Smith reveals Hales told him not to run for mayor

Smith reveals Hales told him not to run for mayor »Play Video
Jefferson Smith and Charlie Hales on election night (KATU Photos)

PORTLAND, Ore. – Mayoral candidate Jefferson Smith, who survived the primary and will face off with his opponent, Charlie Hales, in the fall, said Wednesday that Hales told him during a phone call not to run for mayor.

"When we got in the race we were told by – actually, Charlie Hales – he told me on the phone that I should bow out because I didn't have a chance. And this was on the day I was scheduled to announce," Smith said during an interview with KATU News the morning after the primary election.

Hales disputed some of the details of the story, saying it was not a phone call but a lunch meeting. He also said the context of the conversation was not just to tell Smith to stay out of the mayor’s race, but to convince him he was better suited for a different job that doesn't deal with the day-to-day administrative duties that come with being mayor.

Smith said Hales presented internal polling data showing Smith would have difficulty winning the race.

"I urged him to reconsider," Hales said Wednesday. "Because again, I didn't think he was well-suited to the office, and it looked like a long-shot."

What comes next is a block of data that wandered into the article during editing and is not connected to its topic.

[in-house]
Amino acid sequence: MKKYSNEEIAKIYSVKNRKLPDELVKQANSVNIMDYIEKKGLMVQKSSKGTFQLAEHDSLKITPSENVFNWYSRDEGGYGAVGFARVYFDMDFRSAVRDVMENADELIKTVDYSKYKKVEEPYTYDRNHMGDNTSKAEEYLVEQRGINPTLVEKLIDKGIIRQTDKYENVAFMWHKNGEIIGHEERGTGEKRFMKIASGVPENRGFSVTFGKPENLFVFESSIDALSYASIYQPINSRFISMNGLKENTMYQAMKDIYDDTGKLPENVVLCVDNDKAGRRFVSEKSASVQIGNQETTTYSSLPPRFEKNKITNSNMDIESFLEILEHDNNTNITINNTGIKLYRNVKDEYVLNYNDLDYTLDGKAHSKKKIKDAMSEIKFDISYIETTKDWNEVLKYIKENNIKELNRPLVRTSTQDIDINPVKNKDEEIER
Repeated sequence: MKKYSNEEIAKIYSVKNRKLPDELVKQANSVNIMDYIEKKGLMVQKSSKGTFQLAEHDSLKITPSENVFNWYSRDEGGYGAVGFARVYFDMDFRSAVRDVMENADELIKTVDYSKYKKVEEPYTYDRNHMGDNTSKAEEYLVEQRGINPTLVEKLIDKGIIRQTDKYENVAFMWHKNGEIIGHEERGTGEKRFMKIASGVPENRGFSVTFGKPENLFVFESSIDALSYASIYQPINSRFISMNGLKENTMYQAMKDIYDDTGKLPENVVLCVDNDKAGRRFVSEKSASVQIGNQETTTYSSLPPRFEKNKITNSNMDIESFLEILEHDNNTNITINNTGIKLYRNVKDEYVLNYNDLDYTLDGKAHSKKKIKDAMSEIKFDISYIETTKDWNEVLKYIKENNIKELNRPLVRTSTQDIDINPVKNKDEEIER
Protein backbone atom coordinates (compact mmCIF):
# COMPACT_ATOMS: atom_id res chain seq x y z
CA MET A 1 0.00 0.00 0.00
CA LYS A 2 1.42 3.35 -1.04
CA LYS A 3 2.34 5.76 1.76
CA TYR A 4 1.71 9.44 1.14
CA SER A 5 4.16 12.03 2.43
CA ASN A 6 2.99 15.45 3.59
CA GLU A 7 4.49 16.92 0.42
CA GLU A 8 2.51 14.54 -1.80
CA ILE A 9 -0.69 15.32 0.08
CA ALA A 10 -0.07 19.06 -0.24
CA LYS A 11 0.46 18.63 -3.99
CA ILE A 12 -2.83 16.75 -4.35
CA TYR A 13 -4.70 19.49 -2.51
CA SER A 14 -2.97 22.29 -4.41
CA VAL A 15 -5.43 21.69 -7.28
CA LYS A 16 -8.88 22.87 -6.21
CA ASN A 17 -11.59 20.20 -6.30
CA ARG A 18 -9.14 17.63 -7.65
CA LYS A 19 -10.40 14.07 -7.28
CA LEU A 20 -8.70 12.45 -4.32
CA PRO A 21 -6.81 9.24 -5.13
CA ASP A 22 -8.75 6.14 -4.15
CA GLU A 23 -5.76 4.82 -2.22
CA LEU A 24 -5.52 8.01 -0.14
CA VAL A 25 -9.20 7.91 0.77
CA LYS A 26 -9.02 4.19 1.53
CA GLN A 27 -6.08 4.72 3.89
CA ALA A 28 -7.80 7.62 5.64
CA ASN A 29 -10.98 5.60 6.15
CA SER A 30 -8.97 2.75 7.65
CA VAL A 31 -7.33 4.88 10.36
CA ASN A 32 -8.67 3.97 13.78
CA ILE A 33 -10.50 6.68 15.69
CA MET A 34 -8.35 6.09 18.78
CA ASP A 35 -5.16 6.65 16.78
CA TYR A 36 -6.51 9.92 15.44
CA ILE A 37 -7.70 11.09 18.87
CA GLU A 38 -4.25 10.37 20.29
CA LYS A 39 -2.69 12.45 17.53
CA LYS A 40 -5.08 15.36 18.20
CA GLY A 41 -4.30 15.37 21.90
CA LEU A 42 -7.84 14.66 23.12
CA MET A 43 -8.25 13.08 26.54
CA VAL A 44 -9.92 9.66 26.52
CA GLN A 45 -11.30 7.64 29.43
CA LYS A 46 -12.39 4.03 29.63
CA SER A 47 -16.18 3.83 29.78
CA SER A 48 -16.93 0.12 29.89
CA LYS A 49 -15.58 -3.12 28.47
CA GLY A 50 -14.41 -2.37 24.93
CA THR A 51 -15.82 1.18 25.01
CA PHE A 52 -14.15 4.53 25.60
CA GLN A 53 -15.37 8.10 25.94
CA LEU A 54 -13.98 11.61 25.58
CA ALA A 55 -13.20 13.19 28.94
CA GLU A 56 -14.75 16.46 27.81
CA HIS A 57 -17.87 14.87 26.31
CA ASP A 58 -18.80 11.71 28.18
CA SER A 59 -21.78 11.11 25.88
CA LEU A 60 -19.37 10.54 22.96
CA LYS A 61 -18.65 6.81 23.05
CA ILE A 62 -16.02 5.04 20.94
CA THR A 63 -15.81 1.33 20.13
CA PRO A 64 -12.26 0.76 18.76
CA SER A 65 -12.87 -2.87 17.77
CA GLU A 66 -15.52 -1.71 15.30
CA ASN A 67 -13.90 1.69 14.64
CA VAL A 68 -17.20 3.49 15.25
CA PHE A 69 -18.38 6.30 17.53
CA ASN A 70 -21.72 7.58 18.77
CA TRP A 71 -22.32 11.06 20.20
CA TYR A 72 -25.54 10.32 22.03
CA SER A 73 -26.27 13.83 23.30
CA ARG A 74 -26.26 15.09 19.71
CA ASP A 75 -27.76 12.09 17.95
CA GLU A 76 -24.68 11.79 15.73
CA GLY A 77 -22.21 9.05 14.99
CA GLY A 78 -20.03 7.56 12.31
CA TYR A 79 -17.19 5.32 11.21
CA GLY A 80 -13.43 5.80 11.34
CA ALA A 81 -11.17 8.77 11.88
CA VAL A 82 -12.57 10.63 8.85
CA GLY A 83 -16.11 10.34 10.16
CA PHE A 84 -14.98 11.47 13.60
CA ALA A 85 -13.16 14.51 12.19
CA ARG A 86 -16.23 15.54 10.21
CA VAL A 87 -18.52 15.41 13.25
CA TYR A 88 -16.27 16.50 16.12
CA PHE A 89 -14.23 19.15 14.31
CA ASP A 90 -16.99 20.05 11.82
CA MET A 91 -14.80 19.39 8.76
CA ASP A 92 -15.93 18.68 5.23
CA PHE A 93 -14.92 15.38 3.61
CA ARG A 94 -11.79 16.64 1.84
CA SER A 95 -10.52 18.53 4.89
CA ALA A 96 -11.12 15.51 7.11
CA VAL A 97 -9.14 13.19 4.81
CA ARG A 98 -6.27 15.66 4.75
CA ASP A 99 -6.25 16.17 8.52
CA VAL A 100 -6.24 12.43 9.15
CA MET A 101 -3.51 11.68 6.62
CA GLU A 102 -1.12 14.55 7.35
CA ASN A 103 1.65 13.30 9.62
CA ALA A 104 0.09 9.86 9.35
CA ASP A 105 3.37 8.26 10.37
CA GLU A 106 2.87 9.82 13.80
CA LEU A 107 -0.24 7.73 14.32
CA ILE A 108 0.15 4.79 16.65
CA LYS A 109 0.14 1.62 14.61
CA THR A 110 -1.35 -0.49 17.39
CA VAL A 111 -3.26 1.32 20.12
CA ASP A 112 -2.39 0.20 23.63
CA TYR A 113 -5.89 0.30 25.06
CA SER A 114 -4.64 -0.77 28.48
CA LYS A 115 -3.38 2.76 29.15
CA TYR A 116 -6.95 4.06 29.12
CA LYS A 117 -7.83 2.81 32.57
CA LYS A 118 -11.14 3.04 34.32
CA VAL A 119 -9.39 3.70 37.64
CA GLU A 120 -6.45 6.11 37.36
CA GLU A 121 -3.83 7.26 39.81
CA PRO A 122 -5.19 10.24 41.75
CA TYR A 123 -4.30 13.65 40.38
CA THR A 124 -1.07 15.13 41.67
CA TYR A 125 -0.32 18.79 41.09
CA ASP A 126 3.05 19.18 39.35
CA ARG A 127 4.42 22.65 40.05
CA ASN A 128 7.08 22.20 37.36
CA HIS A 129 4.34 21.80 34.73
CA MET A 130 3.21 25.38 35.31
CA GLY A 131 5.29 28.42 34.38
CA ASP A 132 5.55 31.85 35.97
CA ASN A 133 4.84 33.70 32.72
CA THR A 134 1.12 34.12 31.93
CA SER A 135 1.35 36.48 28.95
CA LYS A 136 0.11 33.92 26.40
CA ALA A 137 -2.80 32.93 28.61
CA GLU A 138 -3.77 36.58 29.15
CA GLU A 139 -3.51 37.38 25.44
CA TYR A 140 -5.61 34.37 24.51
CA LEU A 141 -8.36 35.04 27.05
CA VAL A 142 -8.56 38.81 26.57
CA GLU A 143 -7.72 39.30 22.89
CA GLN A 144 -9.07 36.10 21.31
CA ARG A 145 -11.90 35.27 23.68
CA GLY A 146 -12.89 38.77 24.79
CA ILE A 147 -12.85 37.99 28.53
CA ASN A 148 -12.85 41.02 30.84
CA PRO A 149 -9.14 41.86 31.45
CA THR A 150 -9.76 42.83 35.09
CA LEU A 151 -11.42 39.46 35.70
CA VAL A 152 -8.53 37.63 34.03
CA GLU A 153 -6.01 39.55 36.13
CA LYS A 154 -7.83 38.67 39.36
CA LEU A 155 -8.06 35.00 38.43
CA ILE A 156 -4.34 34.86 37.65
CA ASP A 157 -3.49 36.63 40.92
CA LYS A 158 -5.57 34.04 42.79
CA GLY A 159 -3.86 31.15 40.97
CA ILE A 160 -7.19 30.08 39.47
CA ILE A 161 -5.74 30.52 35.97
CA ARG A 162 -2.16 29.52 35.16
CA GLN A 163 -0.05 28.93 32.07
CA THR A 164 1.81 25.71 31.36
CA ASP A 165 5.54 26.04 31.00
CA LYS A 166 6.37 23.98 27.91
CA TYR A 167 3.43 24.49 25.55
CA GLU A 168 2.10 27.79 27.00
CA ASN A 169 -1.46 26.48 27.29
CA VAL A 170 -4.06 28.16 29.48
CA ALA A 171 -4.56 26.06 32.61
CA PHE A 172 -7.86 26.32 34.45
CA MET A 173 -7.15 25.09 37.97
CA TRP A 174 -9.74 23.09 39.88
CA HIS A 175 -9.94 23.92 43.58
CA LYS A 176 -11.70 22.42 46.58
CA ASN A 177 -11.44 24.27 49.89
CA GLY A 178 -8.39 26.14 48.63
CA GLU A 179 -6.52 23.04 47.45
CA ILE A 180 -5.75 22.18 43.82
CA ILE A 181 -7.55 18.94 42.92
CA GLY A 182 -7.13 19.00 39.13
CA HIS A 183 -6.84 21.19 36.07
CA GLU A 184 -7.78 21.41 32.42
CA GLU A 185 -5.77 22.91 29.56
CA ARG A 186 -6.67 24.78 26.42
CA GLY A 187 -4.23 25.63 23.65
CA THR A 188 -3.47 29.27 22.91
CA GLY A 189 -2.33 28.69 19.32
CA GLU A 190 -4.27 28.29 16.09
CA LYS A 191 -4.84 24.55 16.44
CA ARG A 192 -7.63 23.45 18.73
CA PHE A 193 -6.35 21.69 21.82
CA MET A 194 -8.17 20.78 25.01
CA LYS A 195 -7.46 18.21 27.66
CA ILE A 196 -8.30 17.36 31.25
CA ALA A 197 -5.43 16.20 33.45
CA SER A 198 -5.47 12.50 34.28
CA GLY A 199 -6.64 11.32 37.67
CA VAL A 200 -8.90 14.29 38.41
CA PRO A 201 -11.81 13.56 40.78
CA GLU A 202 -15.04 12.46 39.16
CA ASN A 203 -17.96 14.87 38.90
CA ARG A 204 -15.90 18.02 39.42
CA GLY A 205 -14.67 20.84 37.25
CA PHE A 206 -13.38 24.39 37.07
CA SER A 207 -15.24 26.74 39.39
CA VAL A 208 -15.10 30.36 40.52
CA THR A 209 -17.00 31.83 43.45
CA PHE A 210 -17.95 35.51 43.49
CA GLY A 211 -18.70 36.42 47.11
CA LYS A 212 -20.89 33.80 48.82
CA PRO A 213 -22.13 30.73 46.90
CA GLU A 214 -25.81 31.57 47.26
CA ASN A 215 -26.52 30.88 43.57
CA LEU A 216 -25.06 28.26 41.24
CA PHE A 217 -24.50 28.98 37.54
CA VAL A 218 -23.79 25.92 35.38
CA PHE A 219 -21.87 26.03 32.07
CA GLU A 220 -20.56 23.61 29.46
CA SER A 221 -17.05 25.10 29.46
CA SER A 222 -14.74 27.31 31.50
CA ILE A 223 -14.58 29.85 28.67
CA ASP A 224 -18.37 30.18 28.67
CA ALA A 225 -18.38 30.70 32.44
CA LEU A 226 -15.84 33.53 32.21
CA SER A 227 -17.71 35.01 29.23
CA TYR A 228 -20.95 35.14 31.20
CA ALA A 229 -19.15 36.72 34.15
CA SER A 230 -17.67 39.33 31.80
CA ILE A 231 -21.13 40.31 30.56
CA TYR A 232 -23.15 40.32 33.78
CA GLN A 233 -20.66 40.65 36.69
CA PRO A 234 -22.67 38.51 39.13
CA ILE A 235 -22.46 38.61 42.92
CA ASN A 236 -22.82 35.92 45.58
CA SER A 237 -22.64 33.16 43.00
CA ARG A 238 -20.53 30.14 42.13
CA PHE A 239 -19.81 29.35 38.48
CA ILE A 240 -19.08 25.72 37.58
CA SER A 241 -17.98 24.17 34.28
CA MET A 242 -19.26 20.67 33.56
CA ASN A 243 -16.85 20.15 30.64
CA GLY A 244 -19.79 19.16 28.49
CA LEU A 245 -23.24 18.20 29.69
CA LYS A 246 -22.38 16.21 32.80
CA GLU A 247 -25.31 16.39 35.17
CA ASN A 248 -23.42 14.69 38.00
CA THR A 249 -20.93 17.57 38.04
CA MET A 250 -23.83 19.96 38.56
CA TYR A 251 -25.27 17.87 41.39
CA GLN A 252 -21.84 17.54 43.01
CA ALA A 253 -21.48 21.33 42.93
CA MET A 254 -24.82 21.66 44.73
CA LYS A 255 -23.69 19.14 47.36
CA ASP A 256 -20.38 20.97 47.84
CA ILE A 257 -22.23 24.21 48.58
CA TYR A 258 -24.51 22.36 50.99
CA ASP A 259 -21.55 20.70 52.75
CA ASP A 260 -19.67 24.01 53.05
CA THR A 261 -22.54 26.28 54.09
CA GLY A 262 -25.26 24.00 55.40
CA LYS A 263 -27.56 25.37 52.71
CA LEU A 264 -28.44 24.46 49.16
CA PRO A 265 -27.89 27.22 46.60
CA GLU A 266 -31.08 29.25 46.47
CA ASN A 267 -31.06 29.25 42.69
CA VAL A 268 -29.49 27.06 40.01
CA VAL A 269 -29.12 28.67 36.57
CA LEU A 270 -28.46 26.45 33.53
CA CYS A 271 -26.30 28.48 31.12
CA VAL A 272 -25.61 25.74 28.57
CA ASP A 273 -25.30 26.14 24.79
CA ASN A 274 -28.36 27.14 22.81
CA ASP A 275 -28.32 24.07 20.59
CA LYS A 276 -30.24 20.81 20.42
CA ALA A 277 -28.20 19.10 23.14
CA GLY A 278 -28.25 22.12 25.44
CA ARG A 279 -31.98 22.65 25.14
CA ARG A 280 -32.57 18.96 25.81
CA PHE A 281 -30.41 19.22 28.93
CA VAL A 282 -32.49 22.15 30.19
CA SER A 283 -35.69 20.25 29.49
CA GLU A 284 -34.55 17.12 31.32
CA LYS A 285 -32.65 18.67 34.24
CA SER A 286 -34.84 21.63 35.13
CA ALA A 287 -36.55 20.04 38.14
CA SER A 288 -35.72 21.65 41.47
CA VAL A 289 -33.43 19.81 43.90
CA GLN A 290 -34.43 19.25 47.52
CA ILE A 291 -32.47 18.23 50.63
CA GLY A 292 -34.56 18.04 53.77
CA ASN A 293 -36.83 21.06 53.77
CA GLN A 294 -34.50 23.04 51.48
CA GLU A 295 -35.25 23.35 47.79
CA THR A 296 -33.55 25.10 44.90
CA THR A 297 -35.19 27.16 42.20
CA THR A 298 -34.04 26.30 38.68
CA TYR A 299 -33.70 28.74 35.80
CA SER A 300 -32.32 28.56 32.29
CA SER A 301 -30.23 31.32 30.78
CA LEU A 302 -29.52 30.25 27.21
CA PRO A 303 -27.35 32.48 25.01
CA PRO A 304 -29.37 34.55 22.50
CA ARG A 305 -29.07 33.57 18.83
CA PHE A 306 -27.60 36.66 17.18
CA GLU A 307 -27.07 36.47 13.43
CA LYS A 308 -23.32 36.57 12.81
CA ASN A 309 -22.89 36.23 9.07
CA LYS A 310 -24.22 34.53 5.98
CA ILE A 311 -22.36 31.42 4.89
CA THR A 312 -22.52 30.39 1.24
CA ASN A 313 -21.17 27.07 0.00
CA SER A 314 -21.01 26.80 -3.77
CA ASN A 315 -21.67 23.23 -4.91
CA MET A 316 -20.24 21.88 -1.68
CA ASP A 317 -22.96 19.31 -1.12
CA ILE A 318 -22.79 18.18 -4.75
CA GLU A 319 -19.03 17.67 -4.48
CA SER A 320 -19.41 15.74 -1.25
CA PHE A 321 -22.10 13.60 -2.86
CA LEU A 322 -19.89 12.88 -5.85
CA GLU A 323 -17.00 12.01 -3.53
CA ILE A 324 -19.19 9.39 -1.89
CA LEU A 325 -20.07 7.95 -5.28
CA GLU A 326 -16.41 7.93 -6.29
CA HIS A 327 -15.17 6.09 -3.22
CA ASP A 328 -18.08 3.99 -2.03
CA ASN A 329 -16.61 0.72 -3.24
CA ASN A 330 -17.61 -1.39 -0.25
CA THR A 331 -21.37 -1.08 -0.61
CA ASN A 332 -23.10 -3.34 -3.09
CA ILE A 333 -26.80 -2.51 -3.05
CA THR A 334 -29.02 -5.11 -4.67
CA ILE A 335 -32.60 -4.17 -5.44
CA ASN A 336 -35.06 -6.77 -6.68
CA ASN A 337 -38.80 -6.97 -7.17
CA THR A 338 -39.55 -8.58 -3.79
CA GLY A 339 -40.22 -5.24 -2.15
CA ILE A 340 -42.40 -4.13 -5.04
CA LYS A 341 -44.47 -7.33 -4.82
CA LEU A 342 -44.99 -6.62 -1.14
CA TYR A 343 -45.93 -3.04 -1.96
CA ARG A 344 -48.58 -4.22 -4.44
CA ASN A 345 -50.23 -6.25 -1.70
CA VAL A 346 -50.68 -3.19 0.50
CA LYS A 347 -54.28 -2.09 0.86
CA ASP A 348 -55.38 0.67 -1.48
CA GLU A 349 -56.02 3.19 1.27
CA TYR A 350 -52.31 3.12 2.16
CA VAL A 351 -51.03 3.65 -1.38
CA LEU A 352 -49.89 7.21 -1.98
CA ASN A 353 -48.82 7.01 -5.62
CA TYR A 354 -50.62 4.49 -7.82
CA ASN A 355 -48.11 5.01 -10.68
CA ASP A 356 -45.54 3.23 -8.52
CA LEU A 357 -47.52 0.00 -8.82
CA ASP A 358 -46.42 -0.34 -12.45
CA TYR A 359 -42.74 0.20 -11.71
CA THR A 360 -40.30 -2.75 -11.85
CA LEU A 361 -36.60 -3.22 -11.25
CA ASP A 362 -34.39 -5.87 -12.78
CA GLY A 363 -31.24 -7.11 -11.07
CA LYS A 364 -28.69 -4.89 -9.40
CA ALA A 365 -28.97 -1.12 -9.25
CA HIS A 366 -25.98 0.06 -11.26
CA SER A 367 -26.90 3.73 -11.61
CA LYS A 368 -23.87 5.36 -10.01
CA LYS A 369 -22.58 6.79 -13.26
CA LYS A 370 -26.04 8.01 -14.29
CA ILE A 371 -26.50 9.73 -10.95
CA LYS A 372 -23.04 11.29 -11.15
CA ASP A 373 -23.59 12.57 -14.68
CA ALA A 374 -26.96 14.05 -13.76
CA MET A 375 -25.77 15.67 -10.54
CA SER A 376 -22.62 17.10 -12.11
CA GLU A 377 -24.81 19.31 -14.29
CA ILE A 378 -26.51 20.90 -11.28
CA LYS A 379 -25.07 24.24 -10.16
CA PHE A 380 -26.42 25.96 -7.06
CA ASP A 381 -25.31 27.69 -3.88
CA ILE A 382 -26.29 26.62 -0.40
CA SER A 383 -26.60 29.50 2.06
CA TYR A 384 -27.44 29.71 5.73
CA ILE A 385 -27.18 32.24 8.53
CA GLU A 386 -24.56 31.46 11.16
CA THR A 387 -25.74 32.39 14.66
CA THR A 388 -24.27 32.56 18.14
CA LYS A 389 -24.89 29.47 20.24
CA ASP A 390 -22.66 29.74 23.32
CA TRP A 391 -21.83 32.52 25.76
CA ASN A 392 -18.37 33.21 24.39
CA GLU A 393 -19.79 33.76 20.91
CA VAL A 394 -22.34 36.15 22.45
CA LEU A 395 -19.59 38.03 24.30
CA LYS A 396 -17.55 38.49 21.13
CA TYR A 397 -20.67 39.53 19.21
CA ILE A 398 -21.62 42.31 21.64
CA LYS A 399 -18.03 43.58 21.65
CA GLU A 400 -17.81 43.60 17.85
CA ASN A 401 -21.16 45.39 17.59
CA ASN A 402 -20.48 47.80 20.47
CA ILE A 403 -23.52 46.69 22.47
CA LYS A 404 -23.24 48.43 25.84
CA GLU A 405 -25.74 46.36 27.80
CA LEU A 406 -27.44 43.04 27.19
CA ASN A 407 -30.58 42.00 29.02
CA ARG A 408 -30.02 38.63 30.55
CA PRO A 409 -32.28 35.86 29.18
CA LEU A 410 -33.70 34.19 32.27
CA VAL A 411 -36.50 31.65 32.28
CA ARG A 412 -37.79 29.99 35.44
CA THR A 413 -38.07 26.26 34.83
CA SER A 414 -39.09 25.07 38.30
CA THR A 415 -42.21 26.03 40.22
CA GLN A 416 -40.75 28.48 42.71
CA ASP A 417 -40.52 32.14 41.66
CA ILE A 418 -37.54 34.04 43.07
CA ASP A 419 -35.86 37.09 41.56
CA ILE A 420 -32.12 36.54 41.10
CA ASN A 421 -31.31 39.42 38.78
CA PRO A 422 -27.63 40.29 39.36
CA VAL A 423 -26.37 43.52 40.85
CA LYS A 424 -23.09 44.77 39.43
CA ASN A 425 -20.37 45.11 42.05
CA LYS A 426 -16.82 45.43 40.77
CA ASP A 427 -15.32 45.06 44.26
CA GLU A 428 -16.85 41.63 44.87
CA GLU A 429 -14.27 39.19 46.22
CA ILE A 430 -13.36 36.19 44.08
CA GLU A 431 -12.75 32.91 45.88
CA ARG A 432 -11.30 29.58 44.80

Hales said he was more motivated to explain the complexities of the mayor's job than to discourage Smith from running.

"It's really not big speeches and policy. So if you really like big speeches and policy this probably isn't a good office for you and it will be hard for you to win it and love it."

Smith said Hales also asked for his support.

"I can see why any candidate would rather have fewer rather than more opponents," Smith said during a later interview. "I don't fault him for that at all. I take it as motivation for the work we're doing to demonstrate that we have a chance."

Smith said he waited to bring the conversation up until after the primary, because he wanted to make sure that he did, in fact, have support from voters.

Smith and Hales beat Eileen Brady and 20 other candidates in Tuesday’s primary. Since neither he nor Hales received more than 50 percent of the vote, they will battle for the city’s top job in the November General Election.